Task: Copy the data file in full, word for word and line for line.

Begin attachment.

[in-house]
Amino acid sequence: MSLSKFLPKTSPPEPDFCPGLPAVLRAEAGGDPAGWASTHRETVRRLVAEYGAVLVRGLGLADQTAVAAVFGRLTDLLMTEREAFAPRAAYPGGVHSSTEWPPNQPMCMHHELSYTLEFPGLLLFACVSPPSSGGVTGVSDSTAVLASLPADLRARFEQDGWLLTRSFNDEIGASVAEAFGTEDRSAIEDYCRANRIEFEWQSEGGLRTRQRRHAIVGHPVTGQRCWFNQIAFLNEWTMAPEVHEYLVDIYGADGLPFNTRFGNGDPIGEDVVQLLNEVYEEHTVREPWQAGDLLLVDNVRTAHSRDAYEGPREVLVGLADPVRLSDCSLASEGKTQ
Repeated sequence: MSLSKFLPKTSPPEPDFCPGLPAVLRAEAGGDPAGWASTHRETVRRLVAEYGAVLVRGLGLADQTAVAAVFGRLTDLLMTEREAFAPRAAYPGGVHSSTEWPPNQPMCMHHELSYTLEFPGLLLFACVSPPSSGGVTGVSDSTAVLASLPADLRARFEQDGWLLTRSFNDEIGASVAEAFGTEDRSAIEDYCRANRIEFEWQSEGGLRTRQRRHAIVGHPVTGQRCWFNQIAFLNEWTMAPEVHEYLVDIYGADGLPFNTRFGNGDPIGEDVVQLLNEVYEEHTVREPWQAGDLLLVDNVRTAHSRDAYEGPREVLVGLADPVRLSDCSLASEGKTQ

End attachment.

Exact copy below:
[in-house]
Amino acid sequence: MSLSKFLPKTSPPEPDFCPGLPAVLRAEAGGDPAGWASTHRETVRRLVAEYGAVLVRGLGLADQTAVAAVFGRLTDLLMTEREAFAPRAAYPGGVHSSTEWPPNQPMCMHHELSYTLEFPGLLLFACVSPPSSGGVTGVSDSTAVLASLPADLRARFEQDGWLLTRSFNDEIGASVAEAFGTEDRSAIEDYCRANRIEFEWQSEGGLRTRQRRHAIVGHPVTGQRCWFNQIAFLNEWTMAPEVHEYLVDIYGADGLPFNTRFGNGDPIGEDVVQLLNEVYEEHTVREPWQAGDLLLVDNVRTAHSRDAYEGPREVLVGLADPVRLSDCSLASEGKTQ
Repeated sequence: MSLSKFLPKTSPPEPDFCPGLPAVLRAEAGGDPAGWASTHRETVRRLVAEYGAVLVRGLGLADQTAVAAVFGRLTDLLMTEREAFAPRAAYPGGVHSSTEWPPNQPMCMHHELSYTLEFPGLLLFACVSPPSSGGVTGVSDSTAVLASLPADLRARFEQDGWLLTRSFNDEIGASVAEAFGTEDRSAIEDYCRANRIEFEWQSEGGLRTRQRRHAIVGHPVTGQRCWFNQIAFLNEWTMAPEVHEYLVDIYGADGLPFNTRFGNGDPIGEDVVQLLNEVYEEHTVREPWQAGDLLLVDNVRTAHSRDAYEGPREVLVGLADPVRLSDCSLASEGKTQ